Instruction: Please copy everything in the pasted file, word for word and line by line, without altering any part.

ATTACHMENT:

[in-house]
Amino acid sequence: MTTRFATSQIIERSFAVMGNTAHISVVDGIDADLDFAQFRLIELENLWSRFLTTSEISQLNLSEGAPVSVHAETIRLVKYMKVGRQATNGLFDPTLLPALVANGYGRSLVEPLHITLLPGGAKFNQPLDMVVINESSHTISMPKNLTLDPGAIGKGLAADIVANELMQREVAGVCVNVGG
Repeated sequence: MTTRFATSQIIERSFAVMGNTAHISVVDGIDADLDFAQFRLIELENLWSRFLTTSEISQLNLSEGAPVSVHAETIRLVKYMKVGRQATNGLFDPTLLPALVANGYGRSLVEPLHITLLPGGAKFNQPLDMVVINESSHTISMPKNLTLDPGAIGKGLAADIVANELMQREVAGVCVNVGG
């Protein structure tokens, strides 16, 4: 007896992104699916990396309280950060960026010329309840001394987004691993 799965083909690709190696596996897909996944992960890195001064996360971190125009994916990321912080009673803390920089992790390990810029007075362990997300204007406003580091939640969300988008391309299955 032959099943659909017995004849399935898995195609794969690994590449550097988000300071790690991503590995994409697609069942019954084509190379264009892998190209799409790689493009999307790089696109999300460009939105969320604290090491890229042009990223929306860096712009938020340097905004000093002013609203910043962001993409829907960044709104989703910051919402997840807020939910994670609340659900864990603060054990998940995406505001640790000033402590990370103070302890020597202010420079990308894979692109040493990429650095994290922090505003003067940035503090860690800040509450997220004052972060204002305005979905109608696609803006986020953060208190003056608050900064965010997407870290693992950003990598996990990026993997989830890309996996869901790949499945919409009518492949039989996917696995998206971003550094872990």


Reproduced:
[in-house]
Amino acid sequence: MTTRFATSQIIERSFAVMGNTAHISVVDGIDADLDFAQFRLIELENLWSRFLTTSEISQLNLSEGAPVSVHAETIRLVKYMKVGRQATNGLFDPTLLPALVANGYGRSLVEPLHITLLPGGAKFNQPLDMVVINESSHTISMPKNLTLDPGAIGKGLAADIVANELMQREVAGVCVNVGG
Repeated sequence: MTTRFATSQIIERSFAVMGNTAHISVVDGIDADLDFAQFRLIELENLWSRFLTTSEISQLNLSEGAPVSVHAETIRLVKYMKVGRQATNGLFDPTLLPALVANGYGRSLVEPLHITLLPGGAKFNQPLDMVVINESSHTISMPKNLTLDPGAIGKGLAADIVANELMQREVAGVCVNVGG
């Protein structure tokens, strides 16, 4: 007896992104699916990396309280950060960026010329309840001394987004691993 799965083909690709190696596996897909996944992960890195001064996360971190125009994916990321912080009673803390920089992790390990810029007075362990997300204007406003580091939640969300988008391309299955 032959099943659909017995004849399935898995195609794969690994590449550097988000300071790690991503590995994409697609069942019954084509190379264009892998190209799409790689493009999307790089696109999300460009939105969320604290090491890229042009990223929306860096712009938020340097905004000093002013609203910043962001993409829907960044709104989703910051919402997840807020939910994670609340659900864990603060054990998940995406505001640790000033402590990370103070302890020597202010420079990308894979692109040493990429650095994290922090505003003067940035503090860690800040509450997220004052972060204002305005979905109608696609803006986020953060208190003056608050900064965010997407870290693992950003990598996990990026993997989830890309996996869901790949499945919409009518492949039989996917696995998206971003550094872990």